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Treating Teen Substance Abuse: Having a Choice and a Voice

December 22, 2020

By Carrie B. Pichie, PhD
Regional Director Of Ambulatory Services
Hartford HealthCare Behavioral Health Network, East Region

An estimated 1.5 million adolescents in the United States need substance abuse treatment, yet only one in 10 receive the treatment they need.

With an estimated 50 percent of teens having misused a drug at least once, teen substance abuse is a real concern for families and communities. Alcohol and drugs can lead to catastrophic events such as car accidents and sexual assault. Substance use can lead to depression and other behavioral health issues.

In years past, it was common for parents to “force” teens into treatment, “dragging” them to counseling and preaching that they MUST stop their use. Research has shown this is not an effective approach. Based on various factors in adolescence, such as developmental stage, peer pressures and feeling invincible, teens often think that substance use will not negatively affect them, especially not long-term.

The Seven Challenges is an evidence-based treatment approach with a philosophy that teens can relate to, certainly better than the philosophy of “hurry up and quit.” With this model of treatment, change is not forced — but rather motivated. Through motivation, teens commit to a level of change that resonates with them.

The program helps teens to examine their choices and make healthy decisions on their road to recovery. Most often, Seven Challenges uses a group therapy approach.

The Seven Challenges guide youth to make healthy decisions based on these principles:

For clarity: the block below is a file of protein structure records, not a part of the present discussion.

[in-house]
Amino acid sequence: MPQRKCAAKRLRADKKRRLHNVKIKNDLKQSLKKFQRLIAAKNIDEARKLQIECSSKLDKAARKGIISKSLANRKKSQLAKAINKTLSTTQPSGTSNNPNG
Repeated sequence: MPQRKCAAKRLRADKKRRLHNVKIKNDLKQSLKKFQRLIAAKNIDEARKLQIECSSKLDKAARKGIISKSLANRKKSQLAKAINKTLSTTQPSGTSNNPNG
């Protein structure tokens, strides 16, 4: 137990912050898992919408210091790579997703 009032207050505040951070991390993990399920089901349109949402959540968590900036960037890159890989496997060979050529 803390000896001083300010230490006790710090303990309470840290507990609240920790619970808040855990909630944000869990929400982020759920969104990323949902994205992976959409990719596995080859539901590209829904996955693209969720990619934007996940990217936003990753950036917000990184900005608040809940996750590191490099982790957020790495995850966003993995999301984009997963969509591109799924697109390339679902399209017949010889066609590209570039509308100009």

• Talking honestly about ourselves and using alcohol and drugs.
  • Looking at what we like about alcohol and other drugs and why we use them.
  • Looking at our use and seeing if it has caused harm or could cause harm.
  • Looking at our responsibility and the responsibility of others for our problems.
  • Thinking about where we are headed, where we want to go and what we want to accomplish.
  • Making thoughtful decisions about our lives and our use of alcohol and drugs.
  • Following through on our decisions about our lives and our use.

Every year that substance use is delayed during the period of adolescent brain development, the risk of addiction and substance abuse decreases. It’s an important point for parents and their children to know. Although teen substance use can have devastating effects, there is help available.

Natchaug Hospital provides six treatment programs for youth across eastern Connecticut, in Mansfield, Danielson, Norwich, Groton, Old Saybrook and Enfield. For more information, please call 1.800.426.7792 or click here.

For more information on teen substance use and treatment, Dr. Pichie and Kerri Griffin, LCSW, will be hosting a free, virtual webinar on Thursday, Jan. 28, at 6 p.m. To register, call 1.855.HHC.HERE (855.442.4373).